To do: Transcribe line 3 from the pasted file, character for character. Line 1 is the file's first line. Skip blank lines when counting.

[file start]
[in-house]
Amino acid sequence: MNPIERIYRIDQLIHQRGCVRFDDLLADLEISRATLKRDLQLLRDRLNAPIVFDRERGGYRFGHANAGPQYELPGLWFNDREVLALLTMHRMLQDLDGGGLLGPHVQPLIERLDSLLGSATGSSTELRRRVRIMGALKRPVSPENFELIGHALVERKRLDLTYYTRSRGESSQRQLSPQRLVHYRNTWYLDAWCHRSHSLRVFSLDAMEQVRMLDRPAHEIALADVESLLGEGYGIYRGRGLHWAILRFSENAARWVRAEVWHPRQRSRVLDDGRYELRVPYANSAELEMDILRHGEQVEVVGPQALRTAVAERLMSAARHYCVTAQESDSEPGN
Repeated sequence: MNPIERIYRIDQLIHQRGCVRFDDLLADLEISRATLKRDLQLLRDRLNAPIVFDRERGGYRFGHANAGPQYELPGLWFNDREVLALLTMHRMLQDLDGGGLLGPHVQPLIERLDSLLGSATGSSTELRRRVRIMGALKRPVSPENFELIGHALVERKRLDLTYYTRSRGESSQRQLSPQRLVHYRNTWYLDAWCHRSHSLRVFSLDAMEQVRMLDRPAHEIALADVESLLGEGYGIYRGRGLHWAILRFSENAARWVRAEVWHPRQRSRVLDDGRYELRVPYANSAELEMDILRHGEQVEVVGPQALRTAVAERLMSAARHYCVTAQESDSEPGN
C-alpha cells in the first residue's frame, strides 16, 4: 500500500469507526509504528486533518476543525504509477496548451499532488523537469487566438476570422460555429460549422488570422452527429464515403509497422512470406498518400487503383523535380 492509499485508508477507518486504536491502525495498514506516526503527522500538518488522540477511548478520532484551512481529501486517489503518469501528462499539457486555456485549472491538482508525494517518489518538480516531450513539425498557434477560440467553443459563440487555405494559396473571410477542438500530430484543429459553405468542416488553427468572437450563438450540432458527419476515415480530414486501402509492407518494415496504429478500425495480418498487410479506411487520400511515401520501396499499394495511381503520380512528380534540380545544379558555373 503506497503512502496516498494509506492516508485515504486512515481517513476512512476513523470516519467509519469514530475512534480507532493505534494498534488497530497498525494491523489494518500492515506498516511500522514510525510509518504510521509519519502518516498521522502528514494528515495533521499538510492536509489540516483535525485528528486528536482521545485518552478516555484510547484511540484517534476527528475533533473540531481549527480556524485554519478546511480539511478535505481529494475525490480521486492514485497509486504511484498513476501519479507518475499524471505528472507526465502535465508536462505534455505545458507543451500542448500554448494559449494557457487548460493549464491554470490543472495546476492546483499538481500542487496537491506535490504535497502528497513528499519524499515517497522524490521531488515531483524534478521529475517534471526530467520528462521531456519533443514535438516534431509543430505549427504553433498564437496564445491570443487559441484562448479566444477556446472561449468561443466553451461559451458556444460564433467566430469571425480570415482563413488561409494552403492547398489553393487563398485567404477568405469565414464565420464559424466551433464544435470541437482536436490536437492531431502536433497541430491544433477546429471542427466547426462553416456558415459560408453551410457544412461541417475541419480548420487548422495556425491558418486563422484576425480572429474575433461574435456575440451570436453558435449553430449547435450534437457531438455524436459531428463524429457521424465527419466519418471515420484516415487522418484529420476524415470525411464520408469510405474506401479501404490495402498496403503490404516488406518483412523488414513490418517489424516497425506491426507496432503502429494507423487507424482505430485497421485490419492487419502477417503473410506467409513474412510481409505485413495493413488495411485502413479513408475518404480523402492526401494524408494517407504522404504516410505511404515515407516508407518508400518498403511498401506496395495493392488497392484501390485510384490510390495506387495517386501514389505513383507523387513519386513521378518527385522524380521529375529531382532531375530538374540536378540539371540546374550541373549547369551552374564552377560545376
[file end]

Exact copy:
Repeated sequence: MNPIERIYRIDQLIHQRGCVRFDDLLADLEISRATLKRDLQLLRDRLNAPIVFDRERGGYRFGHANAGPQYELPGLWFNDREVLALLTMHRMLQDLDGGGLLGPHVQPLIERLDSLLGSATGSSTELRRRVRIMGALKRPVSPENFELIGHALVERKRLDLTYYTRSRGESSQRQLSPQRLVHYRNTWYLDAWCHRSHSLRVFSLDAMEQVRMLDRPAHEIALADVESLLGEGYGIYRGRGLHWAILRFSENAARWVRAEVWHPRQRSRVLDDGRYELRVPYANSAELEMDILRHGEQVEVVGPQALRTAVAERLMSAARHYCVTAQESDSEPGN